ATHENS, Ga. — Jadeveon Clowney wasn’t the only one having to hear about his subpar Week 1 performance.
Georgia’s offensive line, a veteran group that returned all five starters, had fingers pointed at them after giving up four sacks to Clemson in a three-point, season-opening loss.
“We were really challenged last week,” said junior Kolton Houston, inserted in the starting lineup at left guard Saturday. “Us offensive linemen, we took the loss of last week and put that on our shoulders, so we had a lot to prove, especially coming out in playing one of the best defensive lines in the country.”
Well, South Carolina’s defensive line didn’t look like one of the best in a 41-30 Georgia victory.
Georgia limited Clowney, the All-American defensive end, to one sack and two tackles for loss.
“They just pounded us up front. No excuses,” Clowney said after the game. “They just really beat us up front, hands down. I give them their props.”
Said Georgia quarterback Aaron Murray: “Our guys did a heck of a job against him. Our whole offensive line, I can’t say enough about how they played.”
The Bulldogs line helped the offense amass 536 total yards and 25 first downs on a day Georgia kept the ball for 35 of the game’s minutes.
“Their O-line, they answered the challenge,” South Carolina coach Steve Spurrier said. “I guess their coaches challenged them after the Clemson game.”
The coaches challenged them by working more on their blocking in two full-pads practices during the week of the game, which is a rarity.
“Our linemen really did improve from Week 1 to Week 2,” Georgia coach Mark Richt said. “They protected better overall and they got after it physically.”
The line helped allowed the Bulldogs to run out the clock with a time-eating drive in the game’s last 8:28.
After Georgia got the ball back, Richt said: “How glorious would it be if we could end the game right now?”
The physicality missing against Clemson was there, and Clowney didn’t wreak nearly as much havoc as he did in his first two games against Georgia, both Bulldogs losses.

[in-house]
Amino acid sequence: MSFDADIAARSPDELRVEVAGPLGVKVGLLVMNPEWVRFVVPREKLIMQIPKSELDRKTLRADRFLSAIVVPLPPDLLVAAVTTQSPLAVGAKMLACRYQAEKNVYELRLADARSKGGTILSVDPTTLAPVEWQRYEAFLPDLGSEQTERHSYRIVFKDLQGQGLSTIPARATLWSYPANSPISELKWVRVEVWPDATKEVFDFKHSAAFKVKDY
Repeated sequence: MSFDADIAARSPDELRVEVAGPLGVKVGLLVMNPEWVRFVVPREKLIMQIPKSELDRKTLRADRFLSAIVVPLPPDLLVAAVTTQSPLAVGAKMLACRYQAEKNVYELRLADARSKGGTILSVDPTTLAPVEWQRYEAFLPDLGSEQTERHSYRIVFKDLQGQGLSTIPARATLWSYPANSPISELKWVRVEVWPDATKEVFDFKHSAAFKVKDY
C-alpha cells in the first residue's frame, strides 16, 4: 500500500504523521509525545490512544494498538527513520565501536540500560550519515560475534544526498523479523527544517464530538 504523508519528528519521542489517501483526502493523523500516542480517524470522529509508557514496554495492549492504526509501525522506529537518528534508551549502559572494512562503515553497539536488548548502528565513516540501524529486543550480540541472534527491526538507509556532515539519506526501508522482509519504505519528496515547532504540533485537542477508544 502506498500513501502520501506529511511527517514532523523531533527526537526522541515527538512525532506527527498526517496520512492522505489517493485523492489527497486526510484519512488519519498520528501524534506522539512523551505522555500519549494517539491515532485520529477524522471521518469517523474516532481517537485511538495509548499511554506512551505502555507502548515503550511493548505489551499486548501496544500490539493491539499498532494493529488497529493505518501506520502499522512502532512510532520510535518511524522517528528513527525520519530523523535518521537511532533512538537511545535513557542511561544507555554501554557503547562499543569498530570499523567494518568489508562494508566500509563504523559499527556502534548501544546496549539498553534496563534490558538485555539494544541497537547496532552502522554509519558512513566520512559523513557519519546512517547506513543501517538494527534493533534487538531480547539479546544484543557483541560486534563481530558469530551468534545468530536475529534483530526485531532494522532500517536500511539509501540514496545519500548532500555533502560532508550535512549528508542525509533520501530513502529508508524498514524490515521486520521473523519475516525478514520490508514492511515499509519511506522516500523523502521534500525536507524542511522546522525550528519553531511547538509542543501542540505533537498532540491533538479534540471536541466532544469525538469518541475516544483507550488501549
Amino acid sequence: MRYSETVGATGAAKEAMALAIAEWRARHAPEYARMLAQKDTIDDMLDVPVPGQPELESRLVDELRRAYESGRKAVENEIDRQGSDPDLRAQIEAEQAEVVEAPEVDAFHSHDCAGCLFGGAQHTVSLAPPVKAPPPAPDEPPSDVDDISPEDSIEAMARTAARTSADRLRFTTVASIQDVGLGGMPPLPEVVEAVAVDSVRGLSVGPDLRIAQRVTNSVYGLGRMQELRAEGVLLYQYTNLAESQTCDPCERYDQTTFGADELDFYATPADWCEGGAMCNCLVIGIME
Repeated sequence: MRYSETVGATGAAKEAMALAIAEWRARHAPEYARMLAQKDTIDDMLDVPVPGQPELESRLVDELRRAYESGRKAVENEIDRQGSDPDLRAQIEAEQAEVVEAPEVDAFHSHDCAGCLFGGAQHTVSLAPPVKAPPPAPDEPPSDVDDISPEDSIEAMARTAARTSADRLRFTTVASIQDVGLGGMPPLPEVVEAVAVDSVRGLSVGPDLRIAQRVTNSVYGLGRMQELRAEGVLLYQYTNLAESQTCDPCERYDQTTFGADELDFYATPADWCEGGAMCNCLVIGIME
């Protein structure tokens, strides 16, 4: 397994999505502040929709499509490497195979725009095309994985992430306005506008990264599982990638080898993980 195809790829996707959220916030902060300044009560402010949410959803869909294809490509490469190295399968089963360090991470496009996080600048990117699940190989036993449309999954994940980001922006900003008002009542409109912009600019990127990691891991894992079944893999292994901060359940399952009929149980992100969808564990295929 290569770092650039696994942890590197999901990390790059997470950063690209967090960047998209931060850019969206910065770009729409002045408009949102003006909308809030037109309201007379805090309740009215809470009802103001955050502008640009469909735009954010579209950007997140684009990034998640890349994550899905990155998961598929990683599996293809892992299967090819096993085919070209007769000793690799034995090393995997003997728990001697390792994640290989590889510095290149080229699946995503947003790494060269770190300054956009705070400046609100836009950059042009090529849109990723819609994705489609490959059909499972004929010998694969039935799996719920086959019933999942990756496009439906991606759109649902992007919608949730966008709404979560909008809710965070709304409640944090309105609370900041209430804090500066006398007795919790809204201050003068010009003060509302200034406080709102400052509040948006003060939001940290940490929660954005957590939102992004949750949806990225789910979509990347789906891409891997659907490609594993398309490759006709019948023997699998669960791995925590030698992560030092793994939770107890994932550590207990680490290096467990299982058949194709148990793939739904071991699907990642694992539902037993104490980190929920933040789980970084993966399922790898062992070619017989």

“They didn’t do much different to block him,” Spurrier said. “He got a lot of pressure. Of course he went inside a few times, which he was supposed to, and we lost containment. If we’re going to send him inside we’ve got to send somebody outside. We’ve got to work on that.”
On a key 85-yard touchdown pass from Murray to Justin Scott-Wesley, left tackle Mark Beard was beat inside but he fought back enough to redirect Clowney away from Murray, who got outside the pocket to hit a wide open Scott-Wesley
“I ain’t going to lie, I was nervous,” said Beard, who replaced starter Kenarious Gates who left with an ankle injury. “I was real cold. I came in like Robert Horry.”
The former NBA player was known for making clutch shots.
Adding Houston to the mix on Georgia’s line brings some flexibility. The junior became eligible following a three-year ban for testing positive for traces of an anabolic steroid he says was administered medically in high school.
Houston played both left guard and right tackle against South Carolina.
“He’s kind of our putty guy,” Richt said. “He’s a guy that can play more than one spot, spell guys at different positions.”
So which Georgia offensive line will show up in the next game against North Texas on Sept. 21 or more importantly a week later against LSU?
Richt said this bunch can’t get by without the type of work ethic they showed against South Carolina.
“I think we’ve still got a bunch of guys who have to have that kind of effort to be successful,” Richt said. “They’re not so physically gifted that they’re going to dominate people. They have to fight like mad every snap, but when they do, they’re pretty effective.”